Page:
The good wife of Bath by Karen Brooks

cover image

With only the most basic of information about the Wife of Bath in Chaucer’ Canterbury Tales, this story has been teased out to produce not only a great read, but one that remains true to the original character, on her way to Canterbury with other pilgrims in the late fourteenth century. The story reveals the background of the time, when men could beat their wives, where villeins still were part of the farm’s stock, little more than slaves, where the church held sway despite the countless examples of hypocrisy, and when people went on pilgrimages to places held holy because of dubious relics held there, or because they are places of importance in the Christian world.

Eleanor’s early life is a mix of being treated like part of the family which adopted her, but also seen as a servant, until she is caught at 12, about to be deflowered by a priest. She, of course must shoulder the blame, after all she is a woman, and so is given in marriage to a man fifty years her senior. It is this marriage she looks back on with warmth, as he treats her with respect and builds up her skills at the loom. After his death, his son takes over the property and Eleanor is kicked out. This is the way her life continues, a husband, five of them whose death sees her lose everything, forcing her to rebuild her life. Going on a pilgrimage at the end of each marriage gives her time to pause and reflect. But she still makes far reaching errors of judgement, that give her friends caused for alarm.

This is a wonderful retelling, rich in detail, funny, sometimes brutal and bawdy, allowing us a glimpse of the times, particularly focussing on the plight of women, through Eleanor’s inquiring eyes. Geoffrey Chaucer is related rather losely to Eleanor and so has an enduring relationship with her in the form of letter writing and occasional visits. It is he who promotes Eleanor’s first marriage, knowing the old man would treat her well and teach her useful skills.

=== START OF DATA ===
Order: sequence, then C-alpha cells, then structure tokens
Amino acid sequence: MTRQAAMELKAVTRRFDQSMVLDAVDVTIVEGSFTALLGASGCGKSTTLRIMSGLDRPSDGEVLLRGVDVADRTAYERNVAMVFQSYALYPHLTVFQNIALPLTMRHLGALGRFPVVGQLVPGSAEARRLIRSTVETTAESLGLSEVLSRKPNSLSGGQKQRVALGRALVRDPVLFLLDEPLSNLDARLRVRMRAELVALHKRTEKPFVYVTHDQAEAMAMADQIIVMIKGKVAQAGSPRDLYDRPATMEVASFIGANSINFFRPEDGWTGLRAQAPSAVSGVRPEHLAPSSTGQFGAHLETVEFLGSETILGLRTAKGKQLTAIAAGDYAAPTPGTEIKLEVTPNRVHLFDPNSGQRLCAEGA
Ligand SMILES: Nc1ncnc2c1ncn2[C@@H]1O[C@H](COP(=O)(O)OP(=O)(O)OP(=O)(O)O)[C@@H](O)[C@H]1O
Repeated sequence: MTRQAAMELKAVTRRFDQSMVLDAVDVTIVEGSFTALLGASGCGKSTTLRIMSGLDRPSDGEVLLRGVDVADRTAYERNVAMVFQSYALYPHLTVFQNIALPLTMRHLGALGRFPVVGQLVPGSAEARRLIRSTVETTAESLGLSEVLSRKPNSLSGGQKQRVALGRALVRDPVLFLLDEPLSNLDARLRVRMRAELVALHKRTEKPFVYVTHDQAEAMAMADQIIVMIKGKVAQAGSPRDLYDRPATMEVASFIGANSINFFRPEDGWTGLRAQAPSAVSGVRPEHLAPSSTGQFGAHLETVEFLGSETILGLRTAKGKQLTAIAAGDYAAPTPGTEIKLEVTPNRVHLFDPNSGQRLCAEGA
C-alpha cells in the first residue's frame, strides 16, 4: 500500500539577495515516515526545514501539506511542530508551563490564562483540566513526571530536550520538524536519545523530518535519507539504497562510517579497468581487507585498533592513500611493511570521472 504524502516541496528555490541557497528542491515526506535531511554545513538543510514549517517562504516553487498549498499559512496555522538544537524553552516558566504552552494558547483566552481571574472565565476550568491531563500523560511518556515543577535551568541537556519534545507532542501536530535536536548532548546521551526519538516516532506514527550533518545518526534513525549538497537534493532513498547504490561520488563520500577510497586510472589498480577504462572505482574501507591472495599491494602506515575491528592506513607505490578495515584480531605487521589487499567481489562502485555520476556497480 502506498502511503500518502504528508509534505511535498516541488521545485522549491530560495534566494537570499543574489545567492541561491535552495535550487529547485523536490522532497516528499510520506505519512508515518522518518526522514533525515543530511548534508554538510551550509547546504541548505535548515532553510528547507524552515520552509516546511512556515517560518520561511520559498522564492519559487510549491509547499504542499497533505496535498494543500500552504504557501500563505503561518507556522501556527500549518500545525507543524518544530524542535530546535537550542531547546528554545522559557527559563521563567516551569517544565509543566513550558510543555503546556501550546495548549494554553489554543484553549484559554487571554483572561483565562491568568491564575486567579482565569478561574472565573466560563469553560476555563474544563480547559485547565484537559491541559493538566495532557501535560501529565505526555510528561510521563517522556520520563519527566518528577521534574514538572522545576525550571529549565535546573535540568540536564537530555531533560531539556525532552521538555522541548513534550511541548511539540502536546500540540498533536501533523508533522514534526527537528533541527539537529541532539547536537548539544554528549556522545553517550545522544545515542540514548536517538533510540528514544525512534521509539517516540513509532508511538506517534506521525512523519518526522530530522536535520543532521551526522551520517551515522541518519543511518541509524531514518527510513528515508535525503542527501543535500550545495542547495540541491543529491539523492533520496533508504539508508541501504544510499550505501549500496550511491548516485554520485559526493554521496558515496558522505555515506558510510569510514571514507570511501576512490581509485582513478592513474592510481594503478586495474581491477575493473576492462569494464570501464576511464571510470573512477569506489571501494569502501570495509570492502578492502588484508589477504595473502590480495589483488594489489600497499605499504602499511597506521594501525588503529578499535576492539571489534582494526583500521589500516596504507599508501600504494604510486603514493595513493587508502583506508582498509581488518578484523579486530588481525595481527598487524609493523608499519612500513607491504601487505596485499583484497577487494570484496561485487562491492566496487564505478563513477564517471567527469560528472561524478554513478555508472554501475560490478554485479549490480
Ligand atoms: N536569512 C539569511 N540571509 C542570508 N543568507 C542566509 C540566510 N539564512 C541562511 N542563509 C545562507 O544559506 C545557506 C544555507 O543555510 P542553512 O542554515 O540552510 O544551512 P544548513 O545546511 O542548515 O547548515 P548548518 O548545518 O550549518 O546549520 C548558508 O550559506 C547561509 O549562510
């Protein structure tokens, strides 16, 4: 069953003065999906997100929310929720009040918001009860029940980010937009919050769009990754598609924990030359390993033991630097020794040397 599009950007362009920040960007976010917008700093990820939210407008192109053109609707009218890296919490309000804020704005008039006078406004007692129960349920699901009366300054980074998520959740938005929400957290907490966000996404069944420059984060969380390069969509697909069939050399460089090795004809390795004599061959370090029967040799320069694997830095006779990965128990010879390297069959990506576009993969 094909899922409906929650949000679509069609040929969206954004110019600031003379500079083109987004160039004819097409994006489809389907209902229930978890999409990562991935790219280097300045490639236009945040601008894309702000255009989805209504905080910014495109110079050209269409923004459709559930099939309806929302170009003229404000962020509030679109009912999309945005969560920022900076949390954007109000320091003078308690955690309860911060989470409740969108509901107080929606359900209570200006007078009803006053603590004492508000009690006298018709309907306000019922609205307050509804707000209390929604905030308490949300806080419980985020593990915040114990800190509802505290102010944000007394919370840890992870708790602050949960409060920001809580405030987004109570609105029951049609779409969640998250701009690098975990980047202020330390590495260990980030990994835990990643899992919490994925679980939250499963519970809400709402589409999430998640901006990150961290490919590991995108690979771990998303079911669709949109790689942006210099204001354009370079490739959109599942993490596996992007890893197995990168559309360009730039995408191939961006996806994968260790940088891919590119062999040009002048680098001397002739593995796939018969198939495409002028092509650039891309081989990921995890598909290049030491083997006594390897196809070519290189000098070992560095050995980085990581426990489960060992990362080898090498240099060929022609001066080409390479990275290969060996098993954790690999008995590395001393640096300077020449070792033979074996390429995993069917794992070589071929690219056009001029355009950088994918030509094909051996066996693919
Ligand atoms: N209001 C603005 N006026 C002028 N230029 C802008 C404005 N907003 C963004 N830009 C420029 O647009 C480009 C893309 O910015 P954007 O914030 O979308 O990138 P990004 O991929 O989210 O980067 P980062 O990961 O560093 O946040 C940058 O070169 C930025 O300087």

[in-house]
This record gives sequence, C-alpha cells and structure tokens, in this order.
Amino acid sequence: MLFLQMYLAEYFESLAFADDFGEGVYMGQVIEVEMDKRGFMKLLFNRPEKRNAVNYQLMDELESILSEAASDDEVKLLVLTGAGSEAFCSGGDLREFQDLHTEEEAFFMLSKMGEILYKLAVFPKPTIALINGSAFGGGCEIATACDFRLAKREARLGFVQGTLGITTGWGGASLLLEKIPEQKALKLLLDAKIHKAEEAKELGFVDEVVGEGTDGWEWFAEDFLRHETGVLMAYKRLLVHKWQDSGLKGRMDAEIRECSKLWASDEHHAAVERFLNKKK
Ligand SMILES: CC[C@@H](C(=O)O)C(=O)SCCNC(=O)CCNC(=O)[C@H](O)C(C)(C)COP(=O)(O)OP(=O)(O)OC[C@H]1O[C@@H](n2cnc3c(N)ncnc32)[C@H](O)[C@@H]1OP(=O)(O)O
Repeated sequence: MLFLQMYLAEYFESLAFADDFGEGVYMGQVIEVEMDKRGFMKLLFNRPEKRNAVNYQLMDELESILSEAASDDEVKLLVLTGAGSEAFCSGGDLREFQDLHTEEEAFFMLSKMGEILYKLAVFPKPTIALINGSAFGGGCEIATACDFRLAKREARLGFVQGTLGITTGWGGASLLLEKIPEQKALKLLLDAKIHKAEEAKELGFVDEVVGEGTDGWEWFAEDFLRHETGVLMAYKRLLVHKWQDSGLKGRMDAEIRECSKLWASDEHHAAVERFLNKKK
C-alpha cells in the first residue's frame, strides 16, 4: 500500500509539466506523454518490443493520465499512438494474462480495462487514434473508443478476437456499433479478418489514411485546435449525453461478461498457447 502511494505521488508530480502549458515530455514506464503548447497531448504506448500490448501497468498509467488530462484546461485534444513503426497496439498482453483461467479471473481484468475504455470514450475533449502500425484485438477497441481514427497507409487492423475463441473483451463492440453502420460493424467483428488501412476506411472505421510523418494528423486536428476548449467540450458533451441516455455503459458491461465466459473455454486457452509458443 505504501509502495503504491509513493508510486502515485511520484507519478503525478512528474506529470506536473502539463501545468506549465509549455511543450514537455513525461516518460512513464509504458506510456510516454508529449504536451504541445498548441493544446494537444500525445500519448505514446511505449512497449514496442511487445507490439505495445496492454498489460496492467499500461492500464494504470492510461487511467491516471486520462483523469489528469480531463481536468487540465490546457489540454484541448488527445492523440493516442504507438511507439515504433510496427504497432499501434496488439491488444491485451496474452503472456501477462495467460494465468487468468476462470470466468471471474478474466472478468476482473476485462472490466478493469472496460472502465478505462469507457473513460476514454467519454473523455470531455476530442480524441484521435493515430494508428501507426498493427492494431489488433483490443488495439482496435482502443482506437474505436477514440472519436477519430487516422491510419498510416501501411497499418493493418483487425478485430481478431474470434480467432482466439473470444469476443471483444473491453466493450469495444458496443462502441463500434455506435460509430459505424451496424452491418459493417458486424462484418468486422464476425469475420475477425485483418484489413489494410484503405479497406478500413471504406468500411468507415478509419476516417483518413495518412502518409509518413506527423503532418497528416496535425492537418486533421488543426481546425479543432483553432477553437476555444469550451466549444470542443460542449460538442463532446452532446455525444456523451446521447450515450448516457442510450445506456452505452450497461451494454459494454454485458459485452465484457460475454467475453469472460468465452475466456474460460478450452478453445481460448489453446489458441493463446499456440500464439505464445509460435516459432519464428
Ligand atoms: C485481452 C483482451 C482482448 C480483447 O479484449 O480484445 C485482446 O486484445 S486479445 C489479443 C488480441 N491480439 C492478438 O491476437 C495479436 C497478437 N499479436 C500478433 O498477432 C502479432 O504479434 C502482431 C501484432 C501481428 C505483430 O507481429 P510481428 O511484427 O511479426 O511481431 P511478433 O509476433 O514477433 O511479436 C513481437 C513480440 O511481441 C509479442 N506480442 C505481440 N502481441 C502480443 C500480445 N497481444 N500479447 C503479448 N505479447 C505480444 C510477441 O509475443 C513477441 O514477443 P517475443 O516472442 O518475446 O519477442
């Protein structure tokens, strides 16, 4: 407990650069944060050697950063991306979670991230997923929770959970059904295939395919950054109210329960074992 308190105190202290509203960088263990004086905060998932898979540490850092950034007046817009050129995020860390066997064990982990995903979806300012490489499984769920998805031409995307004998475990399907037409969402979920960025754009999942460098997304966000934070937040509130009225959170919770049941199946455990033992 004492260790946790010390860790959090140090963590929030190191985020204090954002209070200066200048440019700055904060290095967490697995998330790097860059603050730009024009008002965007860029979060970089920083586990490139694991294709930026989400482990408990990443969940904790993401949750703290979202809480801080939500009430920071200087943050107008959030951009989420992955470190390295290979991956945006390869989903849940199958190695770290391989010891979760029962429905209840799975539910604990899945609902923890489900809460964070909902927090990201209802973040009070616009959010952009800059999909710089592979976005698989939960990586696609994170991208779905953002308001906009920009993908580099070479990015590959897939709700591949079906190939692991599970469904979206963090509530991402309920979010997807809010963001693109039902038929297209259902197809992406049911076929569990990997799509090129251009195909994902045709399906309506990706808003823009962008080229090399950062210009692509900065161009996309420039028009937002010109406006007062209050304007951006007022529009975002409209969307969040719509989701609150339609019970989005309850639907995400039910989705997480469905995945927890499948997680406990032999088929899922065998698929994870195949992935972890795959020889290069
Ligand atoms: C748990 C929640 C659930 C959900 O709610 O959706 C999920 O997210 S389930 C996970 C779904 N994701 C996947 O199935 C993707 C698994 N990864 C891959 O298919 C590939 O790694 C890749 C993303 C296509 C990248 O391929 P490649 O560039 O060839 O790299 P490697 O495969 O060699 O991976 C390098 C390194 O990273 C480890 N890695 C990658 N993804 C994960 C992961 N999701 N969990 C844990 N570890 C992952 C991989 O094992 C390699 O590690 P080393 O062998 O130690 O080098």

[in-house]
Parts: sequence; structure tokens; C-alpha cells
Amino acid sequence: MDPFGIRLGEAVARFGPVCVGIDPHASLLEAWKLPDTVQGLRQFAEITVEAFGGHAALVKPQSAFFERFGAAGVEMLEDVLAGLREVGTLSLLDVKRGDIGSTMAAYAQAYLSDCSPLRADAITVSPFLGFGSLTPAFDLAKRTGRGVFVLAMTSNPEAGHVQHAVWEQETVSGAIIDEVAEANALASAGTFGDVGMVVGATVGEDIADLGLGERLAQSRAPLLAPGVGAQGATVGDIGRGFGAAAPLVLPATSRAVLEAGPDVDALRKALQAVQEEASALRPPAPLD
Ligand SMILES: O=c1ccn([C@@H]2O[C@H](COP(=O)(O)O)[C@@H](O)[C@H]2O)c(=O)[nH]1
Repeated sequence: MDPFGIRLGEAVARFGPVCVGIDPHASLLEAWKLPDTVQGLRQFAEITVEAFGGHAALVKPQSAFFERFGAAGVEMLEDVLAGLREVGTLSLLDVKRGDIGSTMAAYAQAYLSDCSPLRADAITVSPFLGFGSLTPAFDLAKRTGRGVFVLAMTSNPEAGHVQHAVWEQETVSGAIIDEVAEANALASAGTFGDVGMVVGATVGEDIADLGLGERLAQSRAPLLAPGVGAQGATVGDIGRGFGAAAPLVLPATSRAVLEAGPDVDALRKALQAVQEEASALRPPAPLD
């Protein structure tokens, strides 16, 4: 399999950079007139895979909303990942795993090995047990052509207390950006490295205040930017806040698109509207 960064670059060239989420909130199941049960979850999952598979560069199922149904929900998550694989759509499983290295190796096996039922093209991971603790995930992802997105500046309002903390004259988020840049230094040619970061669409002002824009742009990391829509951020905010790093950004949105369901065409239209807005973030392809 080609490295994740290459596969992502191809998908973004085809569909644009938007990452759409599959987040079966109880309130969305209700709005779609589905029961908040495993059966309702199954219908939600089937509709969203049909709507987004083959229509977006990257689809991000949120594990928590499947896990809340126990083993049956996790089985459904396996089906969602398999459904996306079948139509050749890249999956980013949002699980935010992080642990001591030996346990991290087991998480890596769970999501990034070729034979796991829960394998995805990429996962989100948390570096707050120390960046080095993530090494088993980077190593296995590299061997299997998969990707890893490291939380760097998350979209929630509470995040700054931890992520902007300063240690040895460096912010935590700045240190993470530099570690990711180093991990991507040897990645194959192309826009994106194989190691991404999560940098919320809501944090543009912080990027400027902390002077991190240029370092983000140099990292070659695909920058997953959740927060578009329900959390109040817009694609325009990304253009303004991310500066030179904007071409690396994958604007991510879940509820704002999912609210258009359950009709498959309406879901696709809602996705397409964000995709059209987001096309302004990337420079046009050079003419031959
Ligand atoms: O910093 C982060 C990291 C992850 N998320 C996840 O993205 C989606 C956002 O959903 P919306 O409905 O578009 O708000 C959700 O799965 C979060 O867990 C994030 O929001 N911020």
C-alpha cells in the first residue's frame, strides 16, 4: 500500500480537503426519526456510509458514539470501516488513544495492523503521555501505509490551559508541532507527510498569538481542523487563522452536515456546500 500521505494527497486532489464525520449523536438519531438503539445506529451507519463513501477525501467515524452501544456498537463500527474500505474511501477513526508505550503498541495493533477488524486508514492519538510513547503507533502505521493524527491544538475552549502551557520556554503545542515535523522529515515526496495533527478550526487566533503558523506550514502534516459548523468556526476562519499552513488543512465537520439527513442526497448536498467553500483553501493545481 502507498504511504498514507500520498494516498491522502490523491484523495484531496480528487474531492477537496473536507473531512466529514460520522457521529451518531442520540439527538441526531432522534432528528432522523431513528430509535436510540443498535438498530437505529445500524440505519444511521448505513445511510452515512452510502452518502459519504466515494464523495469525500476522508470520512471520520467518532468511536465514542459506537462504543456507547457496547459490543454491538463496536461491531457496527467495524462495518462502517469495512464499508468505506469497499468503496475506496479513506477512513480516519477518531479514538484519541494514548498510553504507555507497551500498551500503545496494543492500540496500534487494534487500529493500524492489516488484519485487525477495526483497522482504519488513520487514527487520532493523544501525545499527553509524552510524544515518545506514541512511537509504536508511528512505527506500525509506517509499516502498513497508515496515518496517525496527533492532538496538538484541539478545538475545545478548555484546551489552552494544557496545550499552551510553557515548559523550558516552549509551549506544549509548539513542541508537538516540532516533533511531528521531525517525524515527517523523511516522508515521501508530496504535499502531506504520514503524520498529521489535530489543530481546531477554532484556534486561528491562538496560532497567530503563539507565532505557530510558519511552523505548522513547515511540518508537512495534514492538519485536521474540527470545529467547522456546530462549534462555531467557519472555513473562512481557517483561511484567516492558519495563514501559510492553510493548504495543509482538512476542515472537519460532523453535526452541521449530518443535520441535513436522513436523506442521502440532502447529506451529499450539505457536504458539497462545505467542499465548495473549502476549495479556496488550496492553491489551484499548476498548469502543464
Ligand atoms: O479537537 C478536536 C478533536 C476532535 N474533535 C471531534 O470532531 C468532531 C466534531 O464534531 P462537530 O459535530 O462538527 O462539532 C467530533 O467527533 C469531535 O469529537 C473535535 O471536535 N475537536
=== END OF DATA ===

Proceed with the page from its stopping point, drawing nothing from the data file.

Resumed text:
She goes on creating workshops where women are employed, testing the ideas and teachings of the church and the various forms of government she crosses. It is in London that she meets up with an arm of the Guild, so appalled that she as a woman has set up a business, her house and livelihood are smashed up and her dogs and one of her entourage, slaughtered.

Each time she goes up against aggrieved men who will not allow her to do what she wants, she goes on a pilgrimage. So we are taken to Rome, Canterbury, Jerusalem, and St Martin’s Le Grand, all sparkling in the descriptions given by Brooks, as Eleanor sees all with a critical look.

Karen Brooks has written a fascinating account of the life and times of a character in Chaucer’s classic tale. This story exposes the plight of women in the Middle Ages, although for some, not much has changed.

This is historical fiction at its best, thought provoking, descriptive, wonderful characters and a background that rings with truth.

Themes: Historical fiction, Middle Ages, Pigrimages, Role of women, Abuse, Inequality.

Fran Knight